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Evaluating WAIS–IV structure through a different psychometric lens: structural causal model discovery as an alternative to confirmatory factor analysis

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journal contribution
posted on 20.07.2017 by Marjolein J. A. M. van Dijk, Tom Claassen, Christiany Suwartono, William M. van der Veld, Paul T. van der Heijden, Marc P. H. Hendriks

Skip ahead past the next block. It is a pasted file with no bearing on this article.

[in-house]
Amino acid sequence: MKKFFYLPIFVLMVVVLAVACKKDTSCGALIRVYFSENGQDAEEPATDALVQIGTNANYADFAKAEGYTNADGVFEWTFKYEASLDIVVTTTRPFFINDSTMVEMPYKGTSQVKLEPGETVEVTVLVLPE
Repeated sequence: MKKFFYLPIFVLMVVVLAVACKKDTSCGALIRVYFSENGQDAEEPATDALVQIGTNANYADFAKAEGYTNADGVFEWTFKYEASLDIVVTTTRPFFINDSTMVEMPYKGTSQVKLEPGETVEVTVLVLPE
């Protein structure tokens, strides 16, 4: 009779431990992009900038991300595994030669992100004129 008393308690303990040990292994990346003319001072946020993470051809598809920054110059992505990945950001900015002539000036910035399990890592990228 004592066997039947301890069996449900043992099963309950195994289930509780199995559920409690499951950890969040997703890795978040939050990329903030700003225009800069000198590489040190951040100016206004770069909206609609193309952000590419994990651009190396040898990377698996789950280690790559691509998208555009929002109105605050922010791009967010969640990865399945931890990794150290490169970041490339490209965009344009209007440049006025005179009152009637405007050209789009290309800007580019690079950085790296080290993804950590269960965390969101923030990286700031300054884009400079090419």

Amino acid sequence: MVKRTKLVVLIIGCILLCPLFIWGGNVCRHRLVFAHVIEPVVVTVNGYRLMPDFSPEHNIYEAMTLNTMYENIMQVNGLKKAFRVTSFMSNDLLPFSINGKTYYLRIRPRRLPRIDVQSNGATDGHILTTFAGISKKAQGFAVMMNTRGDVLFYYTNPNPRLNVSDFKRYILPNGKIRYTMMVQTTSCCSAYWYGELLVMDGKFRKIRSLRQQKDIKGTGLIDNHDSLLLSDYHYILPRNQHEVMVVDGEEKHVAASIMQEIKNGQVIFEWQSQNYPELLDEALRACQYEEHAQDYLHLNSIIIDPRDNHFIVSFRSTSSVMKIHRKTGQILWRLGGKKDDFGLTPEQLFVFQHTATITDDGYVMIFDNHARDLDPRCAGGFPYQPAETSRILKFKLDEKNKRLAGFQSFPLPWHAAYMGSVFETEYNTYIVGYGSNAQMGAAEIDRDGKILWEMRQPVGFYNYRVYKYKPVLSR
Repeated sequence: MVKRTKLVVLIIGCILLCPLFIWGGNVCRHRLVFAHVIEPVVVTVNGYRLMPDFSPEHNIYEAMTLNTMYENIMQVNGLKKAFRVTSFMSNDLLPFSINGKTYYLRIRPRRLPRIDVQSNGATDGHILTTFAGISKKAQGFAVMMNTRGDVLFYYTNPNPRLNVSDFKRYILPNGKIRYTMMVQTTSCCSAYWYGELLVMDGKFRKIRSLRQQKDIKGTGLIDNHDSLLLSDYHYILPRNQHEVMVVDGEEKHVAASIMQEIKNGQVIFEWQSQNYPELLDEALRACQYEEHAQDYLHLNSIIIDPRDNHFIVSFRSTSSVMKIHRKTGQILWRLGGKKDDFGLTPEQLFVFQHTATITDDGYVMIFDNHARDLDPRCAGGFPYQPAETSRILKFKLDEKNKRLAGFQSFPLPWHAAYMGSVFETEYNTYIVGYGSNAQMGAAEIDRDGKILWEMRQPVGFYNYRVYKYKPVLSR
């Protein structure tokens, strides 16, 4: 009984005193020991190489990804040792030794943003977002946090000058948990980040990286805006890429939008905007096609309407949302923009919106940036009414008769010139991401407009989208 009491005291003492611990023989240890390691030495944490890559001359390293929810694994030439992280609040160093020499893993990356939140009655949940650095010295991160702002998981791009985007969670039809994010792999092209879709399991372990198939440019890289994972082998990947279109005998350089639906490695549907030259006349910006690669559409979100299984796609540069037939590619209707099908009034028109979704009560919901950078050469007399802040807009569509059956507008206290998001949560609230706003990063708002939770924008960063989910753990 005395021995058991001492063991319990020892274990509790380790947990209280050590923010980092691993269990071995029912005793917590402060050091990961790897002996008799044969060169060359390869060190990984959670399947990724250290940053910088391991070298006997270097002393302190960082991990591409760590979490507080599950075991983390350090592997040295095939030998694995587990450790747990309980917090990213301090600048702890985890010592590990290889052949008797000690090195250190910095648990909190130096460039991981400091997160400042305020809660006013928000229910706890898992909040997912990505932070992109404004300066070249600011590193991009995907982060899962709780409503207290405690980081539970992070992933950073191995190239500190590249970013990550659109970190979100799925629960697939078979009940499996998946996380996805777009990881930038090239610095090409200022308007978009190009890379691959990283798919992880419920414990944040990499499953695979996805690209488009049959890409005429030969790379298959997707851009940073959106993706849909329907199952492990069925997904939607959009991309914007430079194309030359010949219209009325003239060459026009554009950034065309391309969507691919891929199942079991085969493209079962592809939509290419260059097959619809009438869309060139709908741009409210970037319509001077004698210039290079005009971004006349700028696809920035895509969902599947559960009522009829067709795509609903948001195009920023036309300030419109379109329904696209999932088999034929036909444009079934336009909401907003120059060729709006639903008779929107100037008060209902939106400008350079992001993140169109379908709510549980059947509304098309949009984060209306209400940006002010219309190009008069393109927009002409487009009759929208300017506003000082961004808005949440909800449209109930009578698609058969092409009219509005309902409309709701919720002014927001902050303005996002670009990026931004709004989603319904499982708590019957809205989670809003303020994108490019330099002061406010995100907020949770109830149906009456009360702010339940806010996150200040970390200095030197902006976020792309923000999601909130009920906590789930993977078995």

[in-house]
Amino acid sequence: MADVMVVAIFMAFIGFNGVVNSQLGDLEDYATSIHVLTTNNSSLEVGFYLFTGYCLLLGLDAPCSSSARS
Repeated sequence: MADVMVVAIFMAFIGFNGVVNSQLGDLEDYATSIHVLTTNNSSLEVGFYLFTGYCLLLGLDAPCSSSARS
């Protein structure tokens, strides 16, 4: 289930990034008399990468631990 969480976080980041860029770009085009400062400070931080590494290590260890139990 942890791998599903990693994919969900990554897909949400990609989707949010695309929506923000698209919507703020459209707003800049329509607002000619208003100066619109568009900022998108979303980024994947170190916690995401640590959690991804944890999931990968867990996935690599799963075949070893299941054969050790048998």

Objective: Since the publication of the WAIS–IV in the U.S. in 2008, efforts have been made to explore the structural validity by applying factor analysis to various samples. This study aims to achieve a more fine-grained understanding of the structure of the Dutch language version of the WAIS–IV (WAIS–IV–NL) by applying an alternative analysis based on causal modeling in addition to confirmatory factor analysis (CFA). The Bayesian Constraint-based Causal Discovery (BCCD) algorithm learns underlying network structures directly from data and assesses more complex structures than is possible with factor analysis. Method: WAIS–IV–NL profiles of two clinical samples of 202 patients (i.e. patients with temporal lobe epilepsy and a mixed psychiatric outpatient group) were analyzed and contrasted with a matched control group (N = 202) selected from the Dutch standardization sample of the WAIS–IV–NL to investigate internal structure by means of CFA and BCCD. Results: With CFA, the four-factor structure as proposed by Wechsler demonstrates acceptable fit in all three subsamples. However, BCCD revealed three consistent clusters (verbal comprehension, visual processing, and processing speed) in all three subsamples. The combination of Arithmetic and Digit Span as a coherent working memory factor could not be verified, and Matrix Reasoning appeared to be isolated. Conclusions: With BCCD, some discrepancies from the proposed four-factor structure are exemplified. Furthermore, these results fit CHC theory of intelligence more clearly. Consistent clustering patterns indicate these results are robust. The structural causal discovery approach may be helpful in better interpreting existing tests, the development of new tests, and aid in diagnostic instruments.